A federal judge in Alexandria sentenced Shim on Friday to three months of incarceration, followed by seven months in which he will have to report to a sort-of halfway house each night. The sentence was short of the 10-month prison term prosecutors had sought, but U.S. District Judge T.S. Ellis III said he hoped it would serve as a “beacon” to others who might be tempted to hack their way to academic success.
“This is a not insignificant sentence,” Ellis said, adding that Shim’s freedom would be “significantly curtailed.”
Shim, who pleaded guilty in October to intentionally accessing a protected computer without authorization, said in court Friday that his conduct was “completely unacceptable” and that he was ready to “take the consequences,” whatever they may be.
“I want to be, and I will be, an honest person, your honor,” he said.
In court and in written filings, prosecutors portrayed Shim as a desperate fraudster whose effort to change his Medical College Admission Test scores was one of several schemes he launched to help secure jobs and improve his medical school admission prospects.
Shim, a University of Michigan graduate, began studying computer-hacking techniques in May 2011, and the next month, he tried to hack into the University of Michigan’s computer system to change his grades — which constituted “barely over a 3.0” grade point average, according to Ellis and prosecutors.
When that attempt failed, prosecutors said, he tried a more old-fashioned approach: downloading copies of transcripts, recommendation letters and diplomas from the Internet to create a fraudulent transcript of his own. He paid $1,000 for paper similar to that used in authentic University of Michigan documents, prosecutors said.
“This is not just an isolated incident,” federal prosecutor Peter V. Roman said of Shim’s misdeeds. “This is not a one-time thing.”
Shim was legitimately awarded a bachelor’s of science in biomedical engineering in August 2011, according to a University of Michigan spokeswoman. Still, he sent his faked transcript to the Association of American Medical Colleges as part of a medical school application packet, prosecutors wrote. He also used it to help win a research position at the National Institutes of Health, prosecutors wrote. The NIH said in a statement that Shim worked as a fellow — not a full-fledged employee — from September 2012 to September 2013 and declined to comment further.
All the while, Shim struggled to earn an MCAT score to his liking. He took the test seven times between March 2009 and July 2012, and chose to receive only two scores: a 22 and a 25. Possible scores on the test range from 3 to 45.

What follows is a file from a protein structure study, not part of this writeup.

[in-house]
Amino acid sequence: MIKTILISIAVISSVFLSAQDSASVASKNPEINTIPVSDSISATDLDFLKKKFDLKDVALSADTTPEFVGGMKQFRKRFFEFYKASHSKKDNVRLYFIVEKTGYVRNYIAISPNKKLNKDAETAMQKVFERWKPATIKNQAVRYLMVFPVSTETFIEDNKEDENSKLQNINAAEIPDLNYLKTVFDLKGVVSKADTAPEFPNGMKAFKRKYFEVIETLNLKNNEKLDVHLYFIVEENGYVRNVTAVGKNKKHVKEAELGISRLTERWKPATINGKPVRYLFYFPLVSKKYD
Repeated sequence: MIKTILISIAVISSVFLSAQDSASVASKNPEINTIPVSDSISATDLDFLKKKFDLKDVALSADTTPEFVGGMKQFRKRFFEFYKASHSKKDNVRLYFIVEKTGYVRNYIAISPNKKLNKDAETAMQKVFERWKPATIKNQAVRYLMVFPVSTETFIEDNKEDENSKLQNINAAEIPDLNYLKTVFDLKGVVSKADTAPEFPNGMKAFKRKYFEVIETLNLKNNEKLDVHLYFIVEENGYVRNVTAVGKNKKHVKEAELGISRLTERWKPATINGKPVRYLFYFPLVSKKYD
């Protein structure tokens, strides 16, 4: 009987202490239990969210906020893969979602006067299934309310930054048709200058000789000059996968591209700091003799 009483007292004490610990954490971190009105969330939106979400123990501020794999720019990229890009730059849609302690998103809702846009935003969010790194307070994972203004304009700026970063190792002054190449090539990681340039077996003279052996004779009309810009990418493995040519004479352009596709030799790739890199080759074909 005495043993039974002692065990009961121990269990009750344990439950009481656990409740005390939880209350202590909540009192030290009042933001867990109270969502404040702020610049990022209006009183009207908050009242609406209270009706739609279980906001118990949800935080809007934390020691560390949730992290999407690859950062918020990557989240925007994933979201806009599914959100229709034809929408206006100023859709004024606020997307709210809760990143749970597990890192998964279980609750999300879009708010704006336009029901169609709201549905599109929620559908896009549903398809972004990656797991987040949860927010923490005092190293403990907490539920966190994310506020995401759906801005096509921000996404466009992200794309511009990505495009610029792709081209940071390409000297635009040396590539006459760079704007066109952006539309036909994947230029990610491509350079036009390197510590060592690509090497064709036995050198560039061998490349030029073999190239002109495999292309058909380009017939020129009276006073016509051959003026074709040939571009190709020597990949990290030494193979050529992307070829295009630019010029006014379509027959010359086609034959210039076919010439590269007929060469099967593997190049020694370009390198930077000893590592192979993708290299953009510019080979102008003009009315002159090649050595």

Prosecutors wrote in court filings that Shim tried to hack into the association’s computer system in July 2012 to change his scores or to at least change the records so he could take the MCAT again. When his own efforts failed, prosecutors wrote, he paid hackers $6,000 to help him. At least one absconded with $600. While others were able to access the computer system, the association detected the intrusion and soon began shutting down databases and blocking IP addresses associated with Shim’s computers.
Roman said investigators were “looking into” possible charges against the other hackers.
Frank Trinity, chief legal officer for the Association of American Medical Colleges, said that the association ultimately thwarted Shim’s and others’ efforts to modify scores but that the intrusion into the system required costly repairs. The association ultimately spent more than $31,600 to fix the damage, authorities said. Shim admitted the hacking to Secret Service agents in March, although two months later, prosecutors wrote, he began another scheme: creating a fake graduate transcript to submit with his job and medical school applications.
Defense attorney Jeffrey Hamberger said his client, whose parents also worked as Christian missionaries in Albania, “felt the pressure to have done better than he had” in college.
“He forgot his upbringing,” Hamberger said, “and it was restored to him.”
Hamberger asked Ellis not to sentence Shim to any prison time. After the hearing, Hamberger said the sentence was a “thoughtful” one that “served the purpose the judge said it would.” Shim said he was prepared for the punishment.
“I stated in open court that whatever the consequences, I’ll take it,” he said.
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